We have a tendency to wallow in our own pain, and don’t consider that our struggling loved one is in agony. Addiction hurts… all of you.
The people we love do things that make us crazy and set our world spinning out of control. How many of us take it personally? THEY are the ones causing chaos. THEY are the ones who made unhealthy, dangerous choices. THEY have no idea how much they’ve hurt us. Loving is the last thing we are feeling, and empathy and compassion are crowded out because we live in fear.
Now stop for a moment. Your child or spouse or parent didn’t wake up one day and decide, “Today would be a good day to become an addict, mess up my life, and torture my family.” I don’t know anyone who chooses to go down a path that leads to misery, addiction, alienation, prison or death.
How did that cycle of drug or alcohol use (or any other self-harming behavior) begin?
While it may start with curiosity, experimentation or boredom, continued use is usually a sign of an underlying cause such as depression, low self-esteem, anxiety, loneliness or bullying.
Underneath the chaos is a person you love, who desperately wants to feel loved and accepted, and to be whole again. But addiction is a disease of the brain, and this disease runs their life. Their actions and words are a reflection of this.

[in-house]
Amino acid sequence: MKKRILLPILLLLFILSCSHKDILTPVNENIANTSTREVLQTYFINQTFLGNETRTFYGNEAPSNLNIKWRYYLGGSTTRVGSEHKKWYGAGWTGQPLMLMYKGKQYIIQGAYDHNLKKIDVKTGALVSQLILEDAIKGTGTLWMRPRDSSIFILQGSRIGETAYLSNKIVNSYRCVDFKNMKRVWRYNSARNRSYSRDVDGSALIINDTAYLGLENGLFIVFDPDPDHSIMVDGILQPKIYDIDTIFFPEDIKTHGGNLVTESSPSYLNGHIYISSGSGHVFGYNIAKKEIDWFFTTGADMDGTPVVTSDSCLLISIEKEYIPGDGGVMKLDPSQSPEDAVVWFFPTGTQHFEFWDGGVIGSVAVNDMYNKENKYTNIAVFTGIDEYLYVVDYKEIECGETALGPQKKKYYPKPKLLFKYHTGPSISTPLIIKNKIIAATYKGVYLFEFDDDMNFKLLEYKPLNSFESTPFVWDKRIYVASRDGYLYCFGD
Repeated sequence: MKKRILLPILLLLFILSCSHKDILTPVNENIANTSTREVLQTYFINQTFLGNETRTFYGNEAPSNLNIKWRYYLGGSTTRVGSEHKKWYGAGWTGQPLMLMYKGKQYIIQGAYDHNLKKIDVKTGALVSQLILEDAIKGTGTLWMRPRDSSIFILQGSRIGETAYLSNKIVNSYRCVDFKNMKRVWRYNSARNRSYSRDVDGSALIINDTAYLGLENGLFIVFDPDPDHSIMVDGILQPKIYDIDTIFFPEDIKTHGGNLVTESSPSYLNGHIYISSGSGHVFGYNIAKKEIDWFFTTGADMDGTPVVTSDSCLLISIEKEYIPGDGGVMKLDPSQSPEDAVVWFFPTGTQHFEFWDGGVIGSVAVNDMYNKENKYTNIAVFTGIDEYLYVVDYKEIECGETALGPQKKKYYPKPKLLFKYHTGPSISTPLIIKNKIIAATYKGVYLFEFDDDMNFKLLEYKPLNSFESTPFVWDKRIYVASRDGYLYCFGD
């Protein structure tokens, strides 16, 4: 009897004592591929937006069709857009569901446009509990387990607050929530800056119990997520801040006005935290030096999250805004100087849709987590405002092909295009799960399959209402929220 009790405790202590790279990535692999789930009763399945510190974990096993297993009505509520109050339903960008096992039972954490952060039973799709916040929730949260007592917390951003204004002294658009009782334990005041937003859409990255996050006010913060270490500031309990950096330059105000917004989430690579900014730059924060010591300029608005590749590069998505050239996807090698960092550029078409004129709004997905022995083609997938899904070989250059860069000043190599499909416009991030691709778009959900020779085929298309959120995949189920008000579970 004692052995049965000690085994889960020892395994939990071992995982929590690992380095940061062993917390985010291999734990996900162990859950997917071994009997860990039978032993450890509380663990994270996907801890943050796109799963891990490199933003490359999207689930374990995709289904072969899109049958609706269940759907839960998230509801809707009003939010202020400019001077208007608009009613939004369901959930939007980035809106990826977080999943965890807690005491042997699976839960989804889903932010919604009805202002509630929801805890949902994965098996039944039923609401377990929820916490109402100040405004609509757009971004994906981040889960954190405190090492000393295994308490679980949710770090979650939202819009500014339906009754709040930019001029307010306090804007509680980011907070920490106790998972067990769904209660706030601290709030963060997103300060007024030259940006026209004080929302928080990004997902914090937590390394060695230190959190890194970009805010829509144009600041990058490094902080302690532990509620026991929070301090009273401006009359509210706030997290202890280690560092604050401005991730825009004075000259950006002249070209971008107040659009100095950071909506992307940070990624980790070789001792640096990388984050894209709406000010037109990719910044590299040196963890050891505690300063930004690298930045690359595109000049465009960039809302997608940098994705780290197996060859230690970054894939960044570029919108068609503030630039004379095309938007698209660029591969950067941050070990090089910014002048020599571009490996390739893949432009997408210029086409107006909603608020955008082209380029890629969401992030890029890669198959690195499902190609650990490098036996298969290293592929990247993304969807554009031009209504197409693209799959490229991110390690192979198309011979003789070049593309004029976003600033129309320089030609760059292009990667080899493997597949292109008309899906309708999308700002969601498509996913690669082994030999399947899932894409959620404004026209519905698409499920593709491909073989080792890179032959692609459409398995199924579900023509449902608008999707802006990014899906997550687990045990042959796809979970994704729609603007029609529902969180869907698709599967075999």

Addiction is hell, and they don’t know how to fix it. More often than not, you jumpstart recovery with an intervention. Recovery may begin in treatment, but it is so much more than that. It’s intensive outpatient and a sober living home, AA and NA. It’s exercise and healthy eating, employment and recreation, a spiritual path and sober friends.
As important as all those elements are, so is the healthy love and support of you, the family members. But how do you love and support them when their addiction has become your personal nightmare?
You move out of hell and into calm, sanity, hope and love. This is where you look at yourself and at them with new eyes. You remember the person hiding inside, the person you love, and for whom you would do anything to help them get better. Every person deserves love, respect and dignity… even when, especially when, they make you crazy.
Your disappointment, anger and sadness can only feed the growing chasm between you. They get you more of what you don’t want. Seeing them only as their addiction widens the gap, and contributes to further substance use.
When you see your loved one through the eyes of love, there is connection and healing. They, too, begin to see possibilities, to remember the able, worthy and loving person they were before this disease took over.
We are not meant to be alone, or to cope with life’s challenges alone. When people are feeling rejected and disconnected, they do whatever it takes to feel better. If they’re feeling terrible about themselves and that they are being judged, it’s the perfect storm to keep using.
Love, connection, relationship — these are driving forces. They will help you nourish your loved one’s recovery. This is where change begins, for all of you. Sharing memories from ‘before’ builds connection. Finding common ground builds trust and relationships. Loving the person in front of you in spite of his mistakes gives him hope that he can get through this and strength to keep working at it.
Addiction hurts. Love heals. Choose love.